For four months at the beginning of 2013, Shelby Miller looked, and pitched, as advertised. Throwing a mid-90s fastball with movement, he dominated hitters. Miller was living up to his first round draft status, his top prospect rankings and his untouchable trade status. One year ago today, Shelby Miller had pitched 121 1/3 innings, had a 2.89 ERA to go along with a 3.10 FIP to indicate his ERA was no fluke. He was striking out nearly ten batters per nine innings and walking under three. He was so close to a perfect game. He had more strikeouts and fewer walks than Marlins phenom Jose Fernandez at that time. Miller, not Michael Wacha or Lance Lynn, looked like the guy to follow Adam Wainwright in a short playoff series.
Fast forward a year and Miller has been one of the worst starting pitchers in the majors over that time, posting a 3.89 ERA (not terrible) to go along with a disappointing 4.77 FIP due to striking out barely six hitters per nine innings and walking almost four. His fWAR has been essentially zero, second worst of starters over the past year (Eric Stults is the worst). Of course, to qualify, he actually has to take the ball every fifth day and pitch against major leaguers which is an accomplishment in and of itself. The problem is, ever since being hit by a batted ball a year ago, Shelby Miller has been replacement level.
The problems have been laid out before. Joe took a look at Miller's primary pitch, the four-seam fastball, and found similar velocity, but decreased movement and more hittable pitches. Ben noted Miller's solid ERA early on in the season was buoyed by an unsustainable left-on-base percentage. Miller has shown flashes of being the pitcher that he was at the beginning of the season. When a pitcher has the talent Miller does, it is easy to look for the positives and hope that the old talent has returned. I did just that in April after a solid start in Milwaukee. The results following those starts have not been as encouraging, but his last three starts have again shown signs of hope.
After the All-Star break, Miller was given extra rest when the rotation went down to four pitchers. After his start July 10, 2014, Miller made just a single relief appearances over two weeks. Given how he was handled at the end of last season and into the postseason, Miller had a difficult time being reassured he would go back into the rotation. Miller, who has had trouble with back tightness this season, may have needed the rest. Over at Baseball Prospectus($), Doug Thorburn did a great job of breaking down Miller and his poor command of the fastball. In the piece, he indicated the issues could be related to Miller's back tightness.
Since receiving added rest, Miller's starts have certainly been encouraging, but not to first-half 2013-levels. Prior to his first start after the All-Star break on July 26th, Miller had made eighteen starts. he walked at least one batter in every single one of those starts. He walked at least three batters in 12 of 18 starts. In three starts after the All-Star break, Shelby Miller has walked just one batter, including no walks in the first two starts. His strikeouts are not yet where he would like them to be, with 12 in close to 19 innings, a rate of 5.8 per nine innings. That number is fairly close to his season total, but given that he is seeing fewer batters due to getting his walks down, his K% has actually improved from 15.6 to 18.2% (2013 K% was 23.4). His ERA over those three starts is an excellent 2.41. His FIP is not great at 4.10 due to three homers, but xFIP which uses expected home run rate is a solid 3.62.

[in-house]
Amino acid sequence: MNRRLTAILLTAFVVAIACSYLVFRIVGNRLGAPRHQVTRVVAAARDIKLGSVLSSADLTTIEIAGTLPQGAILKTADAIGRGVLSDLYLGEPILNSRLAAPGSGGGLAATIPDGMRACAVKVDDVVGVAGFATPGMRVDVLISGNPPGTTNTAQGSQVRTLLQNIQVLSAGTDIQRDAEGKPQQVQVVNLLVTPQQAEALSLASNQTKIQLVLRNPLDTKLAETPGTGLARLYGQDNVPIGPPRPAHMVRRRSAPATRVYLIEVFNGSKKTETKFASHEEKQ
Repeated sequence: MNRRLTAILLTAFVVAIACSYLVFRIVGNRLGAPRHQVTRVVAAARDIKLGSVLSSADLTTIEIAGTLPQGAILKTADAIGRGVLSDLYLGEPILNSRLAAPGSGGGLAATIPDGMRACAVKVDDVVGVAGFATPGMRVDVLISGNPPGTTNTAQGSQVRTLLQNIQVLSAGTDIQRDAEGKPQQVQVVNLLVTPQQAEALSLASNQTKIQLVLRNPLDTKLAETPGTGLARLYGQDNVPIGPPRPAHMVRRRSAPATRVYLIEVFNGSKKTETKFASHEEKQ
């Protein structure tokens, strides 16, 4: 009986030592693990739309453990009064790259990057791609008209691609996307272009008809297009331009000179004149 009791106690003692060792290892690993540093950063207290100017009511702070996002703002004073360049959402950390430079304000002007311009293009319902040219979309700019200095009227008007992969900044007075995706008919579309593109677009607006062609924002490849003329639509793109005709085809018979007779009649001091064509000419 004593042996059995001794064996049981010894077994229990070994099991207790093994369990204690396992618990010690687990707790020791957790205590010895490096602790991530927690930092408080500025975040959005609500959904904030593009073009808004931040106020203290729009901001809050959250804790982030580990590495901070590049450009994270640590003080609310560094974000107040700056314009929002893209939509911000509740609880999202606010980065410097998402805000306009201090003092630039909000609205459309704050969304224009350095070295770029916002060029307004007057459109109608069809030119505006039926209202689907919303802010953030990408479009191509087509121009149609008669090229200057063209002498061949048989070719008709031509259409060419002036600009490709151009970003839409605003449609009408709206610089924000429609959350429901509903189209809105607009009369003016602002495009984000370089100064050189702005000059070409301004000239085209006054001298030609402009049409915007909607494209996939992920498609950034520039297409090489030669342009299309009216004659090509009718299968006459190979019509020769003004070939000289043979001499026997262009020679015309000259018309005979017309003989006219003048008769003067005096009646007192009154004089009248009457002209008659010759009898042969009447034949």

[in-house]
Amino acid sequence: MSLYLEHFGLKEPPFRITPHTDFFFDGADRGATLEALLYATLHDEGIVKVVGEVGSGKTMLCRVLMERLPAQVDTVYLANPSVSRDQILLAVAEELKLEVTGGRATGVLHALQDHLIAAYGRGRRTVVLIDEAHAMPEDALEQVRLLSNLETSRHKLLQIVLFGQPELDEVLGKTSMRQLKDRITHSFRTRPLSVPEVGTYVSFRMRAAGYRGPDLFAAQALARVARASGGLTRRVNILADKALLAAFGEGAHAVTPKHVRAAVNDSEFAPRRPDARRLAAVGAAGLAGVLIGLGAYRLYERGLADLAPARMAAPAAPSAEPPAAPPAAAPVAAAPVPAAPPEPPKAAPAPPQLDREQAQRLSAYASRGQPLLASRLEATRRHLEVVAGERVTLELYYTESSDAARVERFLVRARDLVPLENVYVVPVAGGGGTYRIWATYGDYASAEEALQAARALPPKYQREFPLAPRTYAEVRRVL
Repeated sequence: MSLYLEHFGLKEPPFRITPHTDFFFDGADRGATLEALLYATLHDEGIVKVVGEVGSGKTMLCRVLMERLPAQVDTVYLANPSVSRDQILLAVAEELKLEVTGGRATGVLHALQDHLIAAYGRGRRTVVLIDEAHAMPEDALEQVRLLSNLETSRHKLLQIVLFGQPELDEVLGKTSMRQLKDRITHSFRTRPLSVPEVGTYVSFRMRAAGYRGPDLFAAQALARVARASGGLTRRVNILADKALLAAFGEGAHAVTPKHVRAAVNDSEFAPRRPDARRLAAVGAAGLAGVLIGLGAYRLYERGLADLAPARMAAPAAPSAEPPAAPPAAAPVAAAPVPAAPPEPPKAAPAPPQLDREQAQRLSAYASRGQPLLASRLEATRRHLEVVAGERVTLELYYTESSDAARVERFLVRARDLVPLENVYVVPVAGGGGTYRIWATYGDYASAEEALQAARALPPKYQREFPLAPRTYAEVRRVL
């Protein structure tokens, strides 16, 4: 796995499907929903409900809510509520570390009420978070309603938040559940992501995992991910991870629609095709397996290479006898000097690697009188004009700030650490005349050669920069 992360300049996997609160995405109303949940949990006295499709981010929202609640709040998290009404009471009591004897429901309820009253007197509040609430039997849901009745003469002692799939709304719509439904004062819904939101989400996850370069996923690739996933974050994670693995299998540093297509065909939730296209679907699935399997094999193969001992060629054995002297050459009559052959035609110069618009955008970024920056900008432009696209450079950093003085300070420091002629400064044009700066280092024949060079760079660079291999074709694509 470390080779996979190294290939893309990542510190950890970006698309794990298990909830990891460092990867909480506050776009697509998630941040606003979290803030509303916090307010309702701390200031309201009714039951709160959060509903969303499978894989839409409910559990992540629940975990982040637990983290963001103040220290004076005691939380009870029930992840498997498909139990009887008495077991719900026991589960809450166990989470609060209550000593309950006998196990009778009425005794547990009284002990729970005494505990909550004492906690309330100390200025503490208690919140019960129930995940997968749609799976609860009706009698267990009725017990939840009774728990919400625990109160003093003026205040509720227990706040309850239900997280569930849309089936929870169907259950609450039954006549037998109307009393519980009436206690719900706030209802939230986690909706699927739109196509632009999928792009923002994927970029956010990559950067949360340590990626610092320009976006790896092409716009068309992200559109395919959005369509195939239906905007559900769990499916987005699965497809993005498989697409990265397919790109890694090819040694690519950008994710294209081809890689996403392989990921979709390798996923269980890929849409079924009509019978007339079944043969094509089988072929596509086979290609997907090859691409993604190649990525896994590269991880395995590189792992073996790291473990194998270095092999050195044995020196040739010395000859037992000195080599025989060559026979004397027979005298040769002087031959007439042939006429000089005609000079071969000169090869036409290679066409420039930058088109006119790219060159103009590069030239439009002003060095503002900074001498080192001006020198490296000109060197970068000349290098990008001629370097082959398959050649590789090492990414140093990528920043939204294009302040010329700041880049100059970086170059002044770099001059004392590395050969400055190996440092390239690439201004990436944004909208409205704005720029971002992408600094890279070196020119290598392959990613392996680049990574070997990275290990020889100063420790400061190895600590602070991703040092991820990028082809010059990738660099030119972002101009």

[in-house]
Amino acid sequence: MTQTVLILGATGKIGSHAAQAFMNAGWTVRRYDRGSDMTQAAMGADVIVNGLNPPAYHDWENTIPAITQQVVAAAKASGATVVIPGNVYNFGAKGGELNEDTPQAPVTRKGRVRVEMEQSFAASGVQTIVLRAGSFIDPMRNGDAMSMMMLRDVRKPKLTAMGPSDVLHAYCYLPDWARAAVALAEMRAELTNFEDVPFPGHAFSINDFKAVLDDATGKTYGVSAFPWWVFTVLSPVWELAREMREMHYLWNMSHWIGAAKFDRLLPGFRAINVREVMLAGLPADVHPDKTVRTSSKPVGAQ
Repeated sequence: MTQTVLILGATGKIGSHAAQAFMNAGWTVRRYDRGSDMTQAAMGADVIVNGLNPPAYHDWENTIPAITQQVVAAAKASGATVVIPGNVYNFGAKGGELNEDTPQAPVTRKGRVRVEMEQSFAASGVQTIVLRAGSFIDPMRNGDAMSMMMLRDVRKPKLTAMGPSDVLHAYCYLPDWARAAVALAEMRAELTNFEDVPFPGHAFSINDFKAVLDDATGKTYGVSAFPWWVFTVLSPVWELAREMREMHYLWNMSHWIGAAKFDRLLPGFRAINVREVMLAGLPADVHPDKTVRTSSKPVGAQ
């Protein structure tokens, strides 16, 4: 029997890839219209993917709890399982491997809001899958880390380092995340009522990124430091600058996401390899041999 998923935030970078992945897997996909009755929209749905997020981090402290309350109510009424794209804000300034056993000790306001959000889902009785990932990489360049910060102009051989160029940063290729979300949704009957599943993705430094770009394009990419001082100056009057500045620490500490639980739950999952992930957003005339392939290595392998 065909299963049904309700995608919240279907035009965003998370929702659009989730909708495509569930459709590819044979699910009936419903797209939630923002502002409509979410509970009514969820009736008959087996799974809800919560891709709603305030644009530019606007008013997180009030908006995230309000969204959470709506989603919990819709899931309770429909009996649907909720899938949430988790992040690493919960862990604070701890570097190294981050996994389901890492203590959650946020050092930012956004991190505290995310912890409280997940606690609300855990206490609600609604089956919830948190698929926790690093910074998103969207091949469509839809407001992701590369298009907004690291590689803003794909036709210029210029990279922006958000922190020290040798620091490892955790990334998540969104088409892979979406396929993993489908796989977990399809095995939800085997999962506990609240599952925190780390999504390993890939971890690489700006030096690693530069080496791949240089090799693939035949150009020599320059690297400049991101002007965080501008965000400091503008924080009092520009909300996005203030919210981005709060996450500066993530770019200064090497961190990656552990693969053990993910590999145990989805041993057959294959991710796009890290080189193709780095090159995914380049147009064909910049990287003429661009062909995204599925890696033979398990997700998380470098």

As Joe noted toward the beginning of the season, Miller was getting a lot less horizontal movement on his fastball. He has gotten only 3.72 inches of movement on his fastball this season compared to five inches the first half of last season. While he has not yet seen that type of movement in his last three starts, he has gained around half an inch of movement, getting 4.25 inches since the All-Star break.
In Eric's excellent post on prospect development and expectation on reaching the majors from over the weekend, he noted that the Cardinals have been blessed of late with players who have been able to come up and contribute right away. He noted we might have forgotten that the players on the great teams in the 80s as well as recent players like Yadier Molina (at the plate, not behind it) and Kolten Wong struggled to initially make an impact. Shelby Miller is just 23 years old and he is already in both camps. He has experienced great success and struggled mightily, but he is still very young and struggles in the majors are to be expected.
Shelby Miller has not lost the potential that made him a great prospect, and it is too early to forget the results he achieved just one year ago. His strikeouts and movement on his fastball are not back to previous levels. However, if he can continue to keep his walks down, success will likely continue. Miller knows his spot in the rotation and place with Cardinals are tenuous. Attempting to pinpoint an urgent attitude as opposed to physical rest as the reason for any change in results is not likely to yield great results. Shelby Miller, despite his poor performance, still has the potential to be an ace. Encouraging signs do not automatically lead to the preferred destination, but Miller has been there before. That makes it easier to believe that he can get back.